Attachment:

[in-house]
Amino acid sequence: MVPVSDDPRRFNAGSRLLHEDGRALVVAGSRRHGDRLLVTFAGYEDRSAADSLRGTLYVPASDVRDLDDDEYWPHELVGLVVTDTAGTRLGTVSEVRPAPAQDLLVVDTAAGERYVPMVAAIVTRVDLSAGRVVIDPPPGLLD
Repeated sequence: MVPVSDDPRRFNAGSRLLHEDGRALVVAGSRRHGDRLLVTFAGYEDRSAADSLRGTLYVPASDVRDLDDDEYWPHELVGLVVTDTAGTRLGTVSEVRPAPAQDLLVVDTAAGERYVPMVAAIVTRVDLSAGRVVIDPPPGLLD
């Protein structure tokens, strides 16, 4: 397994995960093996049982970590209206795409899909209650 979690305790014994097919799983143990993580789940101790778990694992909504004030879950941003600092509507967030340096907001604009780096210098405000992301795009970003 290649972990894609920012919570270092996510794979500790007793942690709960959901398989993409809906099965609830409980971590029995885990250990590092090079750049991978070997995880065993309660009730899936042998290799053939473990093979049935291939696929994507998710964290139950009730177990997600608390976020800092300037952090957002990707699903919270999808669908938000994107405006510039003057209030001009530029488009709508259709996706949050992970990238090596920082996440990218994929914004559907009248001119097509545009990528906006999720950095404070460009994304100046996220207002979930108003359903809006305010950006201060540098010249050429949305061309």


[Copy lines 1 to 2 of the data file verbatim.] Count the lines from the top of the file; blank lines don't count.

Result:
[in-house]
Amino acid sequence: MVPVSDDPRRFNAGSRLLHEDGRALVVAGSRRHGDRLLVTFAGYEDRSAADSLRGTLYVPASDVRDLDDDEYWPHELVGLVVTDTAGTRLGTVSEVRPAPAQDLLVVDTAAGERYVPMVAAIVTRVDLSAGRVVIDPPPGLLD